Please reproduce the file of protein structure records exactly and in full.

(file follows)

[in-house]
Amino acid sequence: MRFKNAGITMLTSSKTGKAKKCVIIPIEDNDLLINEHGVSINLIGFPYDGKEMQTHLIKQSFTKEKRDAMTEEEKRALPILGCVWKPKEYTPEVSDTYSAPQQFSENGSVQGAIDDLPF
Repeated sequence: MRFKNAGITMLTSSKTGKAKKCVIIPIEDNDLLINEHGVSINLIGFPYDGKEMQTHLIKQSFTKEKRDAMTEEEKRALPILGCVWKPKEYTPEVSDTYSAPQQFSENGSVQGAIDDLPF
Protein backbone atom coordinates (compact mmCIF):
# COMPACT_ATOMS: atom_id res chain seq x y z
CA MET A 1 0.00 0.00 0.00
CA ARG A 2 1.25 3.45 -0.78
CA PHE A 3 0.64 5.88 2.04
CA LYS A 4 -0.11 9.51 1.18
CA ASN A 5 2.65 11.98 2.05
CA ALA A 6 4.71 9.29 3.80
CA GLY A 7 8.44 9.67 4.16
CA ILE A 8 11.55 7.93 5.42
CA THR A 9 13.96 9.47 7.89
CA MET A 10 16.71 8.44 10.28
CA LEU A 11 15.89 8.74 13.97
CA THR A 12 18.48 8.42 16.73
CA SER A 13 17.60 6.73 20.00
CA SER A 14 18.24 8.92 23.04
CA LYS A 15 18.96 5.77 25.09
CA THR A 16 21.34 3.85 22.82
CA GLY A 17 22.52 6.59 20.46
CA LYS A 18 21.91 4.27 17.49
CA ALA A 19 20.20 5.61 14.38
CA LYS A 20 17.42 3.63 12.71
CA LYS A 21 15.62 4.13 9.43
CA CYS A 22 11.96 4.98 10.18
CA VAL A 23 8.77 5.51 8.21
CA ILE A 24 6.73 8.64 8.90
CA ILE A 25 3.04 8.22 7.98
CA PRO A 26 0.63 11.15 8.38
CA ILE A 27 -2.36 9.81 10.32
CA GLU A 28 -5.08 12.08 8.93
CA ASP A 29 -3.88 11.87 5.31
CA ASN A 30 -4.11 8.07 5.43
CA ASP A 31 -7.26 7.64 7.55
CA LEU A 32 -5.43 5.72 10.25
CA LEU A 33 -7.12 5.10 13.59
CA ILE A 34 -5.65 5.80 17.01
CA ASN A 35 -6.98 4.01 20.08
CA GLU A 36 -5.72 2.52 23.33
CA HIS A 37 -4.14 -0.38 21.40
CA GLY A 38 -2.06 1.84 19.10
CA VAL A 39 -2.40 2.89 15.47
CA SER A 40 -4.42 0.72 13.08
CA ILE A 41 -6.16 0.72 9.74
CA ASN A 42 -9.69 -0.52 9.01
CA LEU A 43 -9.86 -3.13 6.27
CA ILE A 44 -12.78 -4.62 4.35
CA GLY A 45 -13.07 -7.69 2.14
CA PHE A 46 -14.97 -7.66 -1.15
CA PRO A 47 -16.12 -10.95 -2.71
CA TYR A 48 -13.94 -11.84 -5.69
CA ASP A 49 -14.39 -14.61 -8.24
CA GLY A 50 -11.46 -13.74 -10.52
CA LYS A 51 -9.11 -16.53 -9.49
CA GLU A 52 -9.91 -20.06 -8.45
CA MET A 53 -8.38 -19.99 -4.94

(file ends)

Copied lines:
[in-house]
Amino acid sequence: MRFKNAGITMLTSSKTGKAKKCVIIPIEDNDLLINEHGVSINLIGFPYDGKEMQTHLIKQSFTKEKRDAMTEEEKRALPILGCVWKPKEYTPEVSDTYSAPQQFSENGSVQGAIDDLPF
Repeated sequence: MRFKNAGITMLTSSKTGKAKKCVIIPIEDNDLLINEHGVSINLIGFPYDGKEMQTHLIKQSFTKEKRDAMTEEEKRALPILGCVWKPKEYTPEVSDTYSAPQQFSENGSVQGAIDDLPF
Protein backbone atom coordinates (compact mmCIF):
# COMPACT_ATOMS: atom_id res chain seq x y z
CA MET A 1 0.00 0.00 0.00
CA ARG A 2 1.25 3.45 -0.78
CA PHE A 3 0.64 5.88 2.04
CA LYS A 4 -0.11 9.51 1.18
CA ASN A 5 2.65 11.98 2.05
CA ALA A 6 4.71 9.29 3.80
CA GLY A 7 8.44 9.67 4.16
CA ILE A 8 11.55 7.93 5.42
CA THR A 9 13.96 9.47 7.89
CA MET A 10 16.71 8.44 10.28
CA LEU A 11 15.89 8.74 13.97
CA THR A 12 18.48 8.42 16.73
CA SER A 13 17.60 6.73 20.00
CA SER A 14 18.24 8.92 23.04
CA LYS A 15 18.96 5.77 25.09
CA THR A 16 21.34 3.85 22.82
CA GLY A 17 22.52 6.59 20.46
CA LYS A 18 21.91 4.27 17.49
CA ALA A 19 20.20 5.61 14.38
CA LYS A 20 17.42 3.63 12.71
CA LYS A 21 15.62 4.13 9.43
CA CYS A 22 11.96 4.98 10.18
CA VAL A 23 8.77 5.51 8.21
CA ILE A 24 6.73 8.64 8.90
CA ILE A 25 3.04 8.22 7.98
CA PRO A 26 0.63 11.15 8.38
CA ILE A 27 -2.36 9.81 10.32
CA GLU A 28 -5.08 12.08 8.93
CA ASP A 29 -3.88 11.87 5.31
CA ASN A 30 -4.11 8.07 5.43
CA ASP A 31 -7.26 7.64 7.55
CA LEU A 32 -5.43 5.72 10.25
CA LEU A 33 -7.12 5.10 13.59
CA ILE A 34 -5.65 5.80 17.01
CA ASN A 35 -6.98 4.01 20.08
CA GLU A 36 -5.72 2.52 23.33
CA HIS A 37 -4.14 -0.38 21.40
CA GLY A 38 -2.06 1.84 19.10
CA VAL A 39 -2.40 2.89 15.47
CA SER A 40 -4.42 0.72 13.08
CA ILE A 41 -6.16 0.72 9.74
CA ASN A 42 -9.69 -0.52 9.01
CA LEU A 43 -9.86 -3.13 6.27
CA ILE A 44 -12.78 -4.62 4.35
CA GLY A 45 -13.07 -7.69 2.14
CA PHE A 46 -14.97 -7.66 -1.15
CA PRO A 47 -16.12 -10.95 -2.71
CA TYR A 48 -13.94 -11.84 -5.69
CA ASP A 49 -14.39 -14.61 -8.24
CA GLY A 50 -11.46 -13.74 -10.52
CA LYS A 51 -9.11 -16.53 -9.49
CA GLU A 52 -9.91 -20.06 -8.45
CA MET A 53 -8.38 -19.99 -4.94